The 3Ps of sustainability – People, Planet, and Profit – enable a company to harness its complete potential and add real value to its business. In a post-COVID world, companies are quickly responding to the need for a greener, renewable and sustainable business strategy which can withstand unforeseen circumstances. Companies have to adapt a perspective where they prioritize multiple stakeholders rather than focusing on only churning revenue. In this series, we will discuss the ‘People’ aspect of the Triple Bottom Line and what it means for a company’s transition to sustainability.
The ‘People’ or social equity bottom line represents the right, well-being, and development of the people involved in a company’s establishment and development. It ensures better working conditions and overall fair treatment of not only a company’s employees but also all the workers who are involved in the value chain.
Additionally, the ‘People’ aspect of the Triple Bottom Line also includes other stakeholders such as the community within which an organization operates. This means that the company had to take up social responsibilities which contribute to the improvement of several social factors such as workers’ wages, education, human rights, and so on.
It can be said that ‘People’ in 3Ps or the social equity bottom line helps businesses identify and manage the key impacts that it has on society.
Source: John Elkington’s Triple Bottom Line
The first 6 of the UN Global Compact focus on the social equity bottom line. It covers several dimensions such as human rights for specific labor groups, women’s empowerment, and gender equity. It also looks deeply into gender equality, child rights, and rights of indigenous people and people with disabilities. All of this contributes to a people-centric approach for businesses giving them the scope for social sustainability while addressing a diverse group of improvement projects such as health and education.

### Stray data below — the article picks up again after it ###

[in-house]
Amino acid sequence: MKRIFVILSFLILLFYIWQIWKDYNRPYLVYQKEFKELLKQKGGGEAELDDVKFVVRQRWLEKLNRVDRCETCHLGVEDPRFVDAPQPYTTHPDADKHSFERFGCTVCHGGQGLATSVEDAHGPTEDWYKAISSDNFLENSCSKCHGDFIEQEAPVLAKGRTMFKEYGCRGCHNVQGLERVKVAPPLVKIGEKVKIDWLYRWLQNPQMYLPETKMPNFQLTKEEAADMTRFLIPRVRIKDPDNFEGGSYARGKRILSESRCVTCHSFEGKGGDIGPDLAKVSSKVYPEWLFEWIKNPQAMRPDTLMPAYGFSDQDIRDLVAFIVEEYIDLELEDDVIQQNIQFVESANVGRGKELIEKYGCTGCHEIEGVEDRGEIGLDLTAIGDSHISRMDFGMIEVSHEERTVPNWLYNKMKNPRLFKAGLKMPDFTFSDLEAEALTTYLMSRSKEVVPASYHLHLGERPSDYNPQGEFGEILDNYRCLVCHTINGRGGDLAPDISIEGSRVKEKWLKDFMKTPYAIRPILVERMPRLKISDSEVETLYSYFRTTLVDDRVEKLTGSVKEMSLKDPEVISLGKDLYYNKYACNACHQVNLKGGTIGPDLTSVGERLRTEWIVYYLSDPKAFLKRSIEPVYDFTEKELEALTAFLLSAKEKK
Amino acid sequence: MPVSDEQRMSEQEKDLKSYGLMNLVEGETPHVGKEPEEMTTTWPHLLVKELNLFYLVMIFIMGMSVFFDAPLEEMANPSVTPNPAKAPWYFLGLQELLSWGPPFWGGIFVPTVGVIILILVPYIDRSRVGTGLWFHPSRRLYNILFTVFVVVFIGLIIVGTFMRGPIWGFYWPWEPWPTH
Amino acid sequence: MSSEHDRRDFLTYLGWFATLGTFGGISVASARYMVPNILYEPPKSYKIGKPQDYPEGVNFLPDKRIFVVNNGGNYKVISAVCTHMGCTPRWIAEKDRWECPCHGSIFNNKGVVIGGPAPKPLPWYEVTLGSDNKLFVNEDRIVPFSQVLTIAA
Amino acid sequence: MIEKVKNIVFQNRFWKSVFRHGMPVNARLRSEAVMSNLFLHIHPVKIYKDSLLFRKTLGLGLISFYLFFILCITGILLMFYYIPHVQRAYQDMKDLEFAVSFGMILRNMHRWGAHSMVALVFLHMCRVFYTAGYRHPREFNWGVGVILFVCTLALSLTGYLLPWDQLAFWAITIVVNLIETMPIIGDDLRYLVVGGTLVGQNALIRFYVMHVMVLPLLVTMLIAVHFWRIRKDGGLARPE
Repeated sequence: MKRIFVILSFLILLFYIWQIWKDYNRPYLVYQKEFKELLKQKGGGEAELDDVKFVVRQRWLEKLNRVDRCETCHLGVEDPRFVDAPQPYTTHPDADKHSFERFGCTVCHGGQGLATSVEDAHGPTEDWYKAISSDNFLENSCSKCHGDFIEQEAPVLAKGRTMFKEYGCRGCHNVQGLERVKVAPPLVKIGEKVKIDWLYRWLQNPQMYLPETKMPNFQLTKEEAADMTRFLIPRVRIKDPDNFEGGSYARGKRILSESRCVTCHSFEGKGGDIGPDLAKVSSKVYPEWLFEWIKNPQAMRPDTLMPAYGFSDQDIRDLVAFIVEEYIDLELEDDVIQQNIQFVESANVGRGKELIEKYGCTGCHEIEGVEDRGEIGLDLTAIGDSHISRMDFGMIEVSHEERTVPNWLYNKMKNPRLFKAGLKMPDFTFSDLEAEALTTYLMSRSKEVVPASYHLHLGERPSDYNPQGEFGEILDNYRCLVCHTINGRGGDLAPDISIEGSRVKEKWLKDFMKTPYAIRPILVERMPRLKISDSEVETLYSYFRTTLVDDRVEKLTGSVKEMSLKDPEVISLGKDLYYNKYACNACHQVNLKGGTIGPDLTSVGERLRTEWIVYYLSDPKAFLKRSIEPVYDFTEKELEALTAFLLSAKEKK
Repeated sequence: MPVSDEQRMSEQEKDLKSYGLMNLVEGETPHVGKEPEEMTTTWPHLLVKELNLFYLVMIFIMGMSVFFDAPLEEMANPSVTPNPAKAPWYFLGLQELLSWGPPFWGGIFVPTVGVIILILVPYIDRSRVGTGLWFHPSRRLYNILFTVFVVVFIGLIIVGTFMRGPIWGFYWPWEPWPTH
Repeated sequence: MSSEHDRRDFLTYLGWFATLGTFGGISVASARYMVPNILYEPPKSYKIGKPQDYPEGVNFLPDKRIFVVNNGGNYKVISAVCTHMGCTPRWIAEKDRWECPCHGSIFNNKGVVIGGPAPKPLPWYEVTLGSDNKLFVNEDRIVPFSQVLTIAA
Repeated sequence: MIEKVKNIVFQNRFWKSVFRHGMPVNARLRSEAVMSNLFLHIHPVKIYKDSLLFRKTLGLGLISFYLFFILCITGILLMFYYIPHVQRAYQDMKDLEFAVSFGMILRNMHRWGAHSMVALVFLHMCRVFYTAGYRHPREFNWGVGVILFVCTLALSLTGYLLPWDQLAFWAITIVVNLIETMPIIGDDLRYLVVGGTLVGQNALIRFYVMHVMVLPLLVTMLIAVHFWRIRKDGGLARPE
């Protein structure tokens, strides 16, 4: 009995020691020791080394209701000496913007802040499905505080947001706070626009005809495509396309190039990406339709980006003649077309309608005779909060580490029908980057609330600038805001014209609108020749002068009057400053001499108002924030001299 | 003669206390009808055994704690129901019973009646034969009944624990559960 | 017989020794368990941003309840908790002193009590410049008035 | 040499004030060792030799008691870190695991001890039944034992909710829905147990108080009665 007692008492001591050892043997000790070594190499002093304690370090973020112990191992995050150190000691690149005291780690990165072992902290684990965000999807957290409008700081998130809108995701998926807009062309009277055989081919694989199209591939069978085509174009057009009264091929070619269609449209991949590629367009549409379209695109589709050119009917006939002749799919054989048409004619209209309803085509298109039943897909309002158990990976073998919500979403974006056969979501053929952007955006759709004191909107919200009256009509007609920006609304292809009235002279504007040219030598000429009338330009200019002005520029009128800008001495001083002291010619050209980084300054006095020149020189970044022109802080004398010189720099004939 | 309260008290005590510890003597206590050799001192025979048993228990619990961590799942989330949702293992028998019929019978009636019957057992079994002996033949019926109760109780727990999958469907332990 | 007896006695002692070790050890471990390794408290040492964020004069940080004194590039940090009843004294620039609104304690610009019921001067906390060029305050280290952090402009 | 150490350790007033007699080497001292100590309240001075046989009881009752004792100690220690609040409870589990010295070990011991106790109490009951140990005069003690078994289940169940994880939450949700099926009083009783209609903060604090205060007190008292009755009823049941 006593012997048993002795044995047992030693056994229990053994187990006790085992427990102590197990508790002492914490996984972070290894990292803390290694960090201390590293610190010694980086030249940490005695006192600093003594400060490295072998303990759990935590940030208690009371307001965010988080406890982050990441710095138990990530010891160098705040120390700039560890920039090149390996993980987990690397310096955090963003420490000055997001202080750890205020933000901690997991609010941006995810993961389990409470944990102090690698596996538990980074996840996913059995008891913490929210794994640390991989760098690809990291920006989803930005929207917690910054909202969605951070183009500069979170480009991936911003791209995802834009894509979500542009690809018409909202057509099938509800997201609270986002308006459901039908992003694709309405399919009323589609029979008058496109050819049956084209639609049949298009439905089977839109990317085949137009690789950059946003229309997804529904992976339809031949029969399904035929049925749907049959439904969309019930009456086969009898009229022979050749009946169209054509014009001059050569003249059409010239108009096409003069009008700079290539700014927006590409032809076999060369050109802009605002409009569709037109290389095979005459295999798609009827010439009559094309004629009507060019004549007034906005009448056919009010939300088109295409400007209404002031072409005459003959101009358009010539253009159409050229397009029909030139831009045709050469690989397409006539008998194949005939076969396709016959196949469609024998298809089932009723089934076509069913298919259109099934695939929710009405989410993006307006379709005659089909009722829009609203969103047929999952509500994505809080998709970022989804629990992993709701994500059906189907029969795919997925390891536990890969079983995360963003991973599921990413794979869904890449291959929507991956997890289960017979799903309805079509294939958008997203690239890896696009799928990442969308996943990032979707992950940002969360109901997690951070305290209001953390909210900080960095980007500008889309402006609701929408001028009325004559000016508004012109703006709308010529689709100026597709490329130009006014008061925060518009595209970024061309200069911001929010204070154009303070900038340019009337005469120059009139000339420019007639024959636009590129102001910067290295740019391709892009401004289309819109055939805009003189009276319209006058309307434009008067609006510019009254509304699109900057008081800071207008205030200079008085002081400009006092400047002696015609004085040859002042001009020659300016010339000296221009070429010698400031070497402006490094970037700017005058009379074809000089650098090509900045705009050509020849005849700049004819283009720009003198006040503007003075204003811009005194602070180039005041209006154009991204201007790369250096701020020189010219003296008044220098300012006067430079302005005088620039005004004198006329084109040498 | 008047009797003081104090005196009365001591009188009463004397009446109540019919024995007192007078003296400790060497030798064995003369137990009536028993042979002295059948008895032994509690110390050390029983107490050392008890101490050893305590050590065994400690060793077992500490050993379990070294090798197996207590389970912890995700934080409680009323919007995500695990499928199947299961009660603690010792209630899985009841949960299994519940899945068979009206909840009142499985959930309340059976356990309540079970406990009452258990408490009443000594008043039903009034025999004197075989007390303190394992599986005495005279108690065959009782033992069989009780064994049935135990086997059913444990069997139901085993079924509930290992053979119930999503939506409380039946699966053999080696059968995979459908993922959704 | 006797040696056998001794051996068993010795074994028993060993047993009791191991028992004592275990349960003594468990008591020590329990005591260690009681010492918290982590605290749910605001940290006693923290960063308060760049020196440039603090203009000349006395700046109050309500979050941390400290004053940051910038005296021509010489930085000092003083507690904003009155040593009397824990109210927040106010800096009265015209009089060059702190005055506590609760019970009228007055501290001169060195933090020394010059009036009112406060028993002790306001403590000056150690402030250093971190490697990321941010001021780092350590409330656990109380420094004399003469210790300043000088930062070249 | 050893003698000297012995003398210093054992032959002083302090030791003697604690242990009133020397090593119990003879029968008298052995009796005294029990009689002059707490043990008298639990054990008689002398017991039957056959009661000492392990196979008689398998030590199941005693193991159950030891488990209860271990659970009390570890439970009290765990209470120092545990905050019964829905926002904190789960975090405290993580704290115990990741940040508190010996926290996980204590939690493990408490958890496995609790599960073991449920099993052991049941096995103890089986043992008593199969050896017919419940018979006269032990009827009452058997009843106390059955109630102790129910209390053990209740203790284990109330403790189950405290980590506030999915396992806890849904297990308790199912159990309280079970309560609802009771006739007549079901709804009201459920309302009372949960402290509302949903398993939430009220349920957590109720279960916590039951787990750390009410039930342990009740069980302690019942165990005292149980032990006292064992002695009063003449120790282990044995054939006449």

Source: UN Global Compact
The UN states that “At a minimum, we expect businesses to undertake due diligence to avoid harming human rights and to address any adverse impacts on human rights that may be related to their activities. As a complement, not as a substitute for respecting rights, businesses can also take additional steps:
Principle 1: Businesses should support and respect the protection of internationally proclaimed human rights; and
Principle 2: make sure that they are not complicit in human rights abuses.
Principle 3: Businesses should uphold the freedom of association and the effective recognition of the right to collective bargaining;
Principle 4: the elimination of all forms of forced and compulsory labor;
Principle 5: the effective abolition of child labor; and
Principle 6: the elimination of discrimination in respect of employment and occupation.
According to the Forum of Responsible and Sustainable Investment, “Between 2016 and 2018, sustainable, responsible, and impact investing grew at a more than 38 percent rate, rising from $8.7 trillion in 2016 to $12 trillion in 2018, according to the U.S. Forum for Sustainable and Responsible Investment.”
The social pillar determines a company’s activities and the consequences they have on the social structure. Companies are actively encouraged to combat discrimination and evolve inclusive policies within the company’s structure. Most companies today get involved in social dialogue and participate to promote transparency, adaptable work hours, and workers’ well-being.
On a global ground, a business needs to be more aware of what kind of impact its supply chain can have. Who are the affected stakeholders? How can the business increase value for workers throughout the supply chain? And how can they sustain that value? These are the objectives that companies have to address to improve their strategy toward sustainability.
Our latest business simulation game, The Triple Connection, engages its participants in implementing a sustainable strategy for a virtual chocolate milk manufacturer. The Triple Connection finds its roots in the cacao industry and follows the path to create maximum value in its sustainable value chain. This kind of value creation requires multiple high-level roles to align on the concept of the 3Ps: People, Planet, Prosperity!
Now you know that ‘People’ in the 3Ps or the social equity bottom line represents the business’s responsibility to involve in social development. It harnesses 6 out of 10 principles of the UN Global Compact which covers several dimensions including women’s empowerment, labor rights, and employees’ welfare. The social equity bottom line expands through fair practices that benefit the labor and employees across the value chain and also create a positive impact on social communities.
The innovative web-based business simulation game, The Triple Connection, engages its participants in implementing a sustainable strategy for a virtual chocolate milk manufacturer. Participants will be confronted with various real-life, real-time dilemmas. They will be compelled to make decisions that are critical to maintaining a fair balance between profitability and sustainability.